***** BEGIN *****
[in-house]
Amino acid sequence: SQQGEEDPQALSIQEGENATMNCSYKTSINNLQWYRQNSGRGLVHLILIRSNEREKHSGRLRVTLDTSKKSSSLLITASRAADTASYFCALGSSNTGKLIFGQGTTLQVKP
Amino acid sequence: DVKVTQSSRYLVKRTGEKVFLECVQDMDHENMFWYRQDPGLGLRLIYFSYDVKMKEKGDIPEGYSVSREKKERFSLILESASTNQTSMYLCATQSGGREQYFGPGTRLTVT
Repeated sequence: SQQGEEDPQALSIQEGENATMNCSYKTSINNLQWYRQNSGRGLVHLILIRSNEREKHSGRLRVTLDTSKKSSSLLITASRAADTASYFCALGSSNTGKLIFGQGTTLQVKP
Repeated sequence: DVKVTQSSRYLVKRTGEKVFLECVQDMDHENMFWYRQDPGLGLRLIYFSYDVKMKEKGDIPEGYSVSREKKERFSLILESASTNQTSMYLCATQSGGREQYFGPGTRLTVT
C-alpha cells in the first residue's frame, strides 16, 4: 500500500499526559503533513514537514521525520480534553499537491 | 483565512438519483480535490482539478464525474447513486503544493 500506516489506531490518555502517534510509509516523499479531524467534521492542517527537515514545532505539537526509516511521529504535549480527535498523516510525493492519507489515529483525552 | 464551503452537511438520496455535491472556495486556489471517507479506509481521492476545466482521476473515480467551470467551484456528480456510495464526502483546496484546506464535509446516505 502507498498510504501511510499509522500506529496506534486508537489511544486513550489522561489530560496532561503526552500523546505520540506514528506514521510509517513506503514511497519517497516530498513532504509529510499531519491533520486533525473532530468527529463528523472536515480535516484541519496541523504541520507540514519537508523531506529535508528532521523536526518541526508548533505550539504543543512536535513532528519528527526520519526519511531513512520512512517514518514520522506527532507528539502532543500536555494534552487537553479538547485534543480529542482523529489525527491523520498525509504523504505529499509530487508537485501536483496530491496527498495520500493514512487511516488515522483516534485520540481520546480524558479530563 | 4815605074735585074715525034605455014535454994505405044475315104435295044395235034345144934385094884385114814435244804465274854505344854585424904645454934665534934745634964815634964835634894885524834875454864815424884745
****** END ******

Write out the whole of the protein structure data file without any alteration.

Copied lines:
[in-house]
Amino acid sequence: SQQGEEDPQALSIQEGENATMNCSYKTSINNLQWYRQNSGRGLVHLILIRSNEREKHSGRLRVTLDTSKKSSSLLITASRAADTASYFCALGSSNTGKLIFGQGTTLQVKP
Amino acid sequence: DVKVTQSSRYLVKRTGEKVFLECVQDMDHENMFWYRQDPGLGLRLIYFSYDVKMKEKGDIPEGYSVSREKKERFSLILESASTNQTSMYLCATQSGGREQYFGPGTRLTVT
Repeated sequence: SQQGEEDPQALSIQEGENATMNCSYKTSINNLQWYRQNSGRGLVHLILIRSNEREKHSGRLRVTLDTSKKSSSLLITASRAADTASYFCALGSSNTGKLIFGQGTTLQVKP
Repeated sequence: DVKVTQSSRYLVKRTGEKVFLECVQDMDHENMFWYRQDPGLGLRLIYFSYDVKMKEKGDIPEGYSVSREKKERFSLILESASTNQTSMYLCATQSGGREQYFGPGTRLTVT
C-alpha cells in the first residue's frame, strides 16, 4: 500500500499526559503533513514537514521525520480534553499537491 | 483565512438519483480535490482539478464525474447513486503544493 500506516489506531490518555502517534510509509516523499479531524467534521492542517527537515514545532505539537526509516511521529504535549480527535498523516510525493492519507489515529483525552 | 464551503452537511438520496455535491472556495486556489471517507479506509481521492476545466482521476473515480467551470467551484456528480456510495464526502483546496484546506464535509446516505 502507498498510504501511510499509522500506529496506534486508537489511544486513550489522561489530560496532561503526552500523546505520540506514528506514521510509517513506503514511497519517497516530498513532504509529510499531519491533520486533525473532530468527529463528523472536515480535516484541519496541523504541520507540514519537508523531506529535508528532521523536526518541526508548533505550539504543543512536535513532528519528527526520519526519511531513512520512512517514518514520522506527532507528539502532543500536555494534552487537553479538547485534543480529542482523529489525527491523520498525509504523504505529499509530487508537485501536483496530491496527498495520500493514512487511516488515522483516534485520540481520546480524558479530563 | 4815605074735585074715525034605455014535454994505405044475315104435295044395235034345144934385094884385114814435244804465274854505344854585424904645454934665534934745634964815634964835634894885524834875454864815424884745